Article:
Genomic Approaches for Conservation Management in Australia under Climate Change

Isabelle Onley, Katherine Moseby, Jeremy Austin
2021 Life  
Conservation genetics has informed threatened species management for several decades. With the advent of advanced DNA sequencing technologies in recent years, it is now possible to monitor and manage threatened populations with even greater precision. Climate change presents a number of threats and challenges, but new genomics data and analytical approaches provide opportunities to identify critical evolutionary processes of relevance to genetic management under climate change. Here, we discuss
more » ... the applications of such approaches for threatened species management in Australia in the context of climate change, identifying methods of facilitating viability and resilience in the face of extreme environmental stress. Using genomic approaches, conservation management practices such as translocation, targeted gene flow, and gene-editing can now be performed with the express intention of facilitating adaptation to current and projected climate change scenarios in vulnerable species, thus reducing extinction risk and ensuring the protection of our unique biodiversity for future generations. We discuss the current barriers to implementing conservation genomic projects and the efforts being made to overcome them, including communication between researchers and managers to improve the relevance and applicability of genomic studies. We present novel approaches for facilitating adaptive capacity and accelerating natural selection in species to encourage resilience in the face of climate change.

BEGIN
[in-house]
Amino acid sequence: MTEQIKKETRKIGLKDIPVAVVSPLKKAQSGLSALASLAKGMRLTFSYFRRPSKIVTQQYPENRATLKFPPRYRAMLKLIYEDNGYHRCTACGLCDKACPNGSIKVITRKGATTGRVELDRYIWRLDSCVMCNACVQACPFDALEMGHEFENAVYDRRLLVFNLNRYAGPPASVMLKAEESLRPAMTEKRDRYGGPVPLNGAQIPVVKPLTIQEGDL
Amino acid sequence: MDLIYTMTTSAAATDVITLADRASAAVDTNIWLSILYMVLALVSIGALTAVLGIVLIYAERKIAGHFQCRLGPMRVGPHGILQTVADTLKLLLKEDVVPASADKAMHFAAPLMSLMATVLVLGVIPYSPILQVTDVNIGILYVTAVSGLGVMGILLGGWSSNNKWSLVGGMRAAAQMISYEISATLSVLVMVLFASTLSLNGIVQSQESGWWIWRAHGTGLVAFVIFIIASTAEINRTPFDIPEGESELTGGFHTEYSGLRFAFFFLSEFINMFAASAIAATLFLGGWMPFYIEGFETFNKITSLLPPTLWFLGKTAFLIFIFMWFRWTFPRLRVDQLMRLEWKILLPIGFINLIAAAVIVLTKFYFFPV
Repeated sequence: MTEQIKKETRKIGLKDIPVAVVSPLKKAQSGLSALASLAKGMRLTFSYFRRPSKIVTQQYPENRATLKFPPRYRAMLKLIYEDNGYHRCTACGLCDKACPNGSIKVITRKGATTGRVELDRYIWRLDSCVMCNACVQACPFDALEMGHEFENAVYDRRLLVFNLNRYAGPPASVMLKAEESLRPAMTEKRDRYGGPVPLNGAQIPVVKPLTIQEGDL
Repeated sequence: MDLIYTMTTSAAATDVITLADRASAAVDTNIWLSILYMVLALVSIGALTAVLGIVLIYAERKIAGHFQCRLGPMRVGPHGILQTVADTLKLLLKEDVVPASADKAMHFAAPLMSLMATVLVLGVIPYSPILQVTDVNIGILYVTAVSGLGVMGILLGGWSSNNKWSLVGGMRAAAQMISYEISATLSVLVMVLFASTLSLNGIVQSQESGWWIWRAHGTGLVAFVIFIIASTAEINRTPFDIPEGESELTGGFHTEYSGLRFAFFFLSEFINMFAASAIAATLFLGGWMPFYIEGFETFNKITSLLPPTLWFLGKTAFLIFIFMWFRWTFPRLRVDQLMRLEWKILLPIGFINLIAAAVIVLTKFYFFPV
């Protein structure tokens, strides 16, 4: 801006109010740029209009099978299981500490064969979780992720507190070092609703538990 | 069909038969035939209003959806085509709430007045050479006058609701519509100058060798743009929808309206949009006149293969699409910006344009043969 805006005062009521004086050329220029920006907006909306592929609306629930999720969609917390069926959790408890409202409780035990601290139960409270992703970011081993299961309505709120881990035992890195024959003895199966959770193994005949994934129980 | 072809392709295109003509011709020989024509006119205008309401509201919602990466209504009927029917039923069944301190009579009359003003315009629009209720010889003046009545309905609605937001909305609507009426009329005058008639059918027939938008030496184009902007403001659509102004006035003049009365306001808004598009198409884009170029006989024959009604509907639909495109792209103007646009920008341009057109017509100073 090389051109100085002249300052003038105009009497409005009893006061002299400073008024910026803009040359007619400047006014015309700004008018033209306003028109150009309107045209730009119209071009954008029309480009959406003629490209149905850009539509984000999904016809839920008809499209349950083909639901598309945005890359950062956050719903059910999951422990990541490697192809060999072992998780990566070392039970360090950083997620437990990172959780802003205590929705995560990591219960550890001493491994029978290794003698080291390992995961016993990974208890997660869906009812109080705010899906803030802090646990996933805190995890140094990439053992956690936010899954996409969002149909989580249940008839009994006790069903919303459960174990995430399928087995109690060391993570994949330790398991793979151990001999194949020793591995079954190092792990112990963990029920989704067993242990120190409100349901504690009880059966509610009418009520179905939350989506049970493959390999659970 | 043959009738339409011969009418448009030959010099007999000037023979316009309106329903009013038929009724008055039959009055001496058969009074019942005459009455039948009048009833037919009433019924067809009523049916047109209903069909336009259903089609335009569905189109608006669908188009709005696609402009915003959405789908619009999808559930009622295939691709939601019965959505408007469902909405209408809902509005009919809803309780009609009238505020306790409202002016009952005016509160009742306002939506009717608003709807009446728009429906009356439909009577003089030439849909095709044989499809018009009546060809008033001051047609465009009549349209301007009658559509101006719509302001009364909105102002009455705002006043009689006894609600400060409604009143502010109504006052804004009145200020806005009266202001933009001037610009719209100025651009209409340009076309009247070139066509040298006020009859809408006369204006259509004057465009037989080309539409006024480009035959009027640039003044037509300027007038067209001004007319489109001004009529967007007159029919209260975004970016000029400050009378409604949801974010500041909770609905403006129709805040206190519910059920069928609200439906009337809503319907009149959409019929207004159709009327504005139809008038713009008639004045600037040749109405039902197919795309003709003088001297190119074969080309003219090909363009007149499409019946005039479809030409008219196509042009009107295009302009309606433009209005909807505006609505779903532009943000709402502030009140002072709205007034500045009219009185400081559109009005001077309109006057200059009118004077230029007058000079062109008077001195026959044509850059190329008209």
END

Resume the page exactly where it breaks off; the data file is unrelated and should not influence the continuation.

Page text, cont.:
doi:10.3390/life11070653 fatcat:kd6uvsgt5jgu7astjgzmc34yj4